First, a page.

Branding News South Africa

Behind the FNB rebrand

Last Friday, South Africa's oldest banking brand, FNB, unveiled its new logo as part of its new strategy to transition towards, and be perceived as, a brand that extends beyond "just banking". Brand Finance reflects on the recent FNB rebrand.
Source © The Citizen  The FNB old and new logo
Source © The Citizen The Citizen The FNB old and new logo

The previous FNB logo stood for 36 years but it appears internal management has decided it doesn’t lend itself to digital applications and the future roadmap for the bank.

Rebrands often bring more than a visual identity overhaul, serving the purpose of signaling a strategic change in the business to consumers and other stakeholders – in this case, the new logo is accompanied by various other initiatives including a new FNB app, website, and the continued promise of being a “formidable provider of advice-led financial and lifestyle services, underpinned by exponential help”.

Do the changes create value

Recent years have seen many leading financial services providers rebrand to try and position themselves as more agile, innovative, and future-oriented.

Within financial services in South Africa, we have observed OUTsurance, Nedbank and Absa make similar plays in 2017 and 2020 respectively.
In other sectors we’ve seen companies like Total rebrand to TotalEnergies as they aim to shift perceptions away from being an oil & gas brand to one more sustainable and better equipped for the needs of the future.

Sometimes these changes are minor and are largely aimed towards updating the visual identity, whereas in other instances they encompass significant levels of transformational change without necessarily changing the visual identity – Standard Bank comes to mind.

However, the important question to ask is how effective these changes can be in building brand equity and creating value for the business. And, if the changes can in fact create value, and does the value outweigh the extensive rebranding costs that accompany it?

Other aspects of a rebrand or strategic shift that are often overlooked include an internal focus to bring about positive change through areas such as improved morale, a refined sense of purpose, and greater loyalty among staff.

A closer look

Looking more closely at FNB’s rebrand, the process will include rebranding all digital and physical assets ranging from branches, ATMs, and the website, down to smaller assets such as office stationery and promotional items. Not to mention the costs incurred in the initial visual audit, the design of the new logo, the new brand tone of voice, and guidelines to name a few.

What does this mean for the world’s 4th strongest banking brand?

In Brand Finance’s global banking 500 study, FNB is ranked 4th in overall brand strength (Brand Finance’s composite measure of the perceptions of a brand) whilst local competitor Capitec also features among the top 10 in second.

With such formidable strength displayed to date, one may wonder why such a drastic change is necessary for FNB. After all, if isn’t broken, don’t fix it. Well, the broader answer FNB would point to is staying relevant in an ever-changing business environment.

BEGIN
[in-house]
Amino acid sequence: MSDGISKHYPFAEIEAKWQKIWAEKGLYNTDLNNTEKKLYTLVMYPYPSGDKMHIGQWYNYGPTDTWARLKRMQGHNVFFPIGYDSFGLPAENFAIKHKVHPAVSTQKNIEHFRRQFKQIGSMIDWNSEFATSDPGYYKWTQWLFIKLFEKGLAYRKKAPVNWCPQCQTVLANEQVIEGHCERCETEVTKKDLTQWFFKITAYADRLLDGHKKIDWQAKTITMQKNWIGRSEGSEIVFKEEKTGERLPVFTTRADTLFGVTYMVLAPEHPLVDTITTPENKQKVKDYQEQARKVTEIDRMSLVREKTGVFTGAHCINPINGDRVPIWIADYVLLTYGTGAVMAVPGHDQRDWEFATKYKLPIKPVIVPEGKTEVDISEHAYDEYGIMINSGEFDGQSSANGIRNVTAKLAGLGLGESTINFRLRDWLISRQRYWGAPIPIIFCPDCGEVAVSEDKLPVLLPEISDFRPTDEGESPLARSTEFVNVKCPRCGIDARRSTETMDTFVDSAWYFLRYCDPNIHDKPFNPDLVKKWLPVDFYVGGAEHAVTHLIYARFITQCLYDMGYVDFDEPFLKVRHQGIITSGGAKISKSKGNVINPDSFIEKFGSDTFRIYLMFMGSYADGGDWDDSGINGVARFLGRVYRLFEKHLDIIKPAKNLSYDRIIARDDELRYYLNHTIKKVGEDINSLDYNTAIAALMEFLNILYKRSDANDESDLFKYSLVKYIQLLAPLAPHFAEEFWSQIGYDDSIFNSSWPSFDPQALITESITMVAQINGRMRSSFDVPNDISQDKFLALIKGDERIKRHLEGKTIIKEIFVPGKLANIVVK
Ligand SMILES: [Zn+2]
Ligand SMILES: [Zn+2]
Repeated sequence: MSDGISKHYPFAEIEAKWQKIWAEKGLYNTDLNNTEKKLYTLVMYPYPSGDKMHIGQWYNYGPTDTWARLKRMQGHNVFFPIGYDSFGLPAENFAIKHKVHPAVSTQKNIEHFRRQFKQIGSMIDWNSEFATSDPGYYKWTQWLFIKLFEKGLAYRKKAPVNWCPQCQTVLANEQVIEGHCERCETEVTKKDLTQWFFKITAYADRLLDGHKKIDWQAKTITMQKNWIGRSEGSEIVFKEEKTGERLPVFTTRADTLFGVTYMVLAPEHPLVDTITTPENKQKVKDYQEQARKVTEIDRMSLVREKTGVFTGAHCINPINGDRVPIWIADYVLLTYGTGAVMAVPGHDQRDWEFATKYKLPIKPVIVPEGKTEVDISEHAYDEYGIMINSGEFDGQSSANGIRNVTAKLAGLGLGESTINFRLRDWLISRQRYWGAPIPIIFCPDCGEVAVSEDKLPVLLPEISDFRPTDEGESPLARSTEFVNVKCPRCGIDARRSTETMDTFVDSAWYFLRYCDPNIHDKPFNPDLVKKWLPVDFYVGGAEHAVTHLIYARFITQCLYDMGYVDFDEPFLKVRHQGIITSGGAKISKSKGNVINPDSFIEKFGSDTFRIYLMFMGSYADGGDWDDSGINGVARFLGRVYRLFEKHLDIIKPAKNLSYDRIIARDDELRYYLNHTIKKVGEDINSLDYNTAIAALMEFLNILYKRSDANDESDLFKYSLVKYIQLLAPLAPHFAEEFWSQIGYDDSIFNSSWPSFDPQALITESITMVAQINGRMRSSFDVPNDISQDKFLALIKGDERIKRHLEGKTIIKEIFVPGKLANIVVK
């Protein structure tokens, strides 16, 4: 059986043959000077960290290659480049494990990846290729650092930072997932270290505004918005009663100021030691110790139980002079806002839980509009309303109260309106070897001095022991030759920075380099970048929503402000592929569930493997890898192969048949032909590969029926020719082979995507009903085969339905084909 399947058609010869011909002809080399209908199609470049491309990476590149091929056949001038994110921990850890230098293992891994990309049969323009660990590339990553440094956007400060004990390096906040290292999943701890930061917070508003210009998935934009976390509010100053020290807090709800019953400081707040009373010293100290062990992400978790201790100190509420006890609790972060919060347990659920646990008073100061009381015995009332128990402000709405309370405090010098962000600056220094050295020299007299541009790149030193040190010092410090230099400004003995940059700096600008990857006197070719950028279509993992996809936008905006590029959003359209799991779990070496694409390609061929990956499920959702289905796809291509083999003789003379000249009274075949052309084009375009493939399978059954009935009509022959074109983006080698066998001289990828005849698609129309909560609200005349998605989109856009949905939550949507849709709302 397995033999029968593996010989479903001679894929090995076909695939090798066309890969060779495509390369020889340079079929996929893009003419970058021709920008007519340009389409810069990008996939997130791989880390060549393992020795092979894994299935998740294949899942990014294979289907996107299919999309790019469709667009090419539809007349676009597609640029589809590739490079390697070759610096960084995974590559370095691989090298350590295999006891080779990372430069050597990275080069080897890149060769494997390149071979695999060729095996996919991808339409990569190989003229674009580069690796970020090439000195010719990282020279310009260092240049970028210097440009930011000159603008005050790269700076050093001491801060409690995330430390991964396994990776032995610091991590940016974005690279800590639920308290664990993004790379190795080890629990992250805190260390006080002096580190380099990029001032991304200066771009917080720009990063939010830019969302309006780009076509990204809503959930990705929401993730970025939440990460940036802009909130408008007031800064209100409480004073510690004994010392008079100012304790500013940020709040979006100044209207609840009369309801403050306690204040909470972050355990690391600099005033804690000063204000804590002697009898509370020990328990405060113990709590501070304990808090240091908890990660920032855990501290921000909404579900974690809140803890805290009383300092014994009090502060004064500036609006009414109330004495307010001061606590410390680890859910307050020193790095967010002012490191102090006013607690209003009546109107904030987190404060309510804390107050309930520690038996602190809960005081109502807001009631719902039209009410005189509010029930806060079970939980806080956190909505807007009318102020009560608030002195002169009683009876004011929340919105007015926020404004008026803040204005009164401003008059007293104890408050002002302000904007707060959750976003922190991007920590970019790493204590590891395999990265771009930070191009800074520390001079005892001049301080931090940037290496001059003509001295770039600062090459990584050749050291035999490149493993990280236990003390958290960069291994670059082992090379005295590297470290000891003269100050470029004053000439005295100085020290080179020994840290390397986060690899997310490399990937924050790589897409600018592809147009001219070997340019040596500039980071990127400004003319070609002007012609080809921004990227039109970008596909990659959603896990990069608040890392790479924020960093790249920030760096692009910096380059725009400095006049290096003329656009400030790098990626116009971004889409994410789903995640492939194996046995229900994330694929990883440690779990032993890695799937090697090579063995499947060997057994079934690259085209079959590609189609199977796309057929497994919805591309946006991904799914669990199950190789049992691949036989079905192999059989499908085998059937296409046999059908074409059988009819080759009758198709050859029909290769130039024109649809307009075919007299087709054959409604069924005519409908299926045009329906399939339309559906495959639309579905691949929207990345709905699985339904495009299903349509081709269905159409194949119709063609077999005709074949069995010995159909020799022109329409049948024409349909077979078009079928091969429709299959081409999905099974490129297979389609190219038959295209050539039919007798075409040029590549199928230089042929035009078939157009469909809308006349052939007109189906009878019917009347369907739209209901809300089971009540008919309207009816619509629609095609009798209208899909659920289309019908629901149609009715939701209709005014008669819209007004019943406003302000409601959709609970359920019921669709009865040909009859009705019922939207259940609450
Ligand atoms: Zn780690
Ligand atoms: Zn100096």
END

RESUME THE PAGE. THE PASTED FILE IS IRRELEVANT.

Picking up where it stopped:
Results from Brand Finance's banking research help paint the picture of the current state of competition in the South African retail banking market.
Starting with the brand funnel, a staple FNB comes out on top in both familiarity and consideration exhibiting its commanding position in the market.

Perhaps as expected, the other incumbents also exhibit similarly high levels of familiarity. However, when we look at consideration, only Capitec comes close to FNB.

Having boasted such a robust brand funnel with respect to the old identity, FNB will need to ensure it can maintain these results following its transition.

Customer concerns

Alongside the new logo identity, FNB launched a new mobile app that is aimed to be more user-friendly, personal, and ultimately better than its predecessor.

The Apple app store, however, tells a different story with the new app scoring an average rating of 3/5, with comments such as: “This bank has taken the app too far. It’s made using it impossible!”

On the other hand, Absa, Capitec, Nedbank, and Standard Bank all have ratings of 4.5 or higher.

Prior to this, Brand Finances research showed perceptions of FNB’s innovation and website and apps to be significantly ahead of its competitors, but the rebrand and accompanied changes may put these perceptions at risk if FNB is not able to quickly resolve customer concerns.

Social listening review

Finally, looking at the overall trend of online activity, the rebrand has certainly been noticed with engagement peaking for the year following the announcement.

On the other hand, social sentiment has dipped slightly although still higher than in the earlier weeks of September and still firmly net positive.

Social listening is a useful tool for real-time feedback, but Brand Finance’s latest wave of South African retail banking research, which is currently in the field, will help provide a more in-depth view unpack of consumer perceptions towards the rebrand.

It will be fascinating to observe if and how perceptions may have changed for FNB and the other banks within the market since the last wave.

Finally, it will be interesting to see how other players in the market react with Capitec now 21 years old and no longer seen as the “new guy”.

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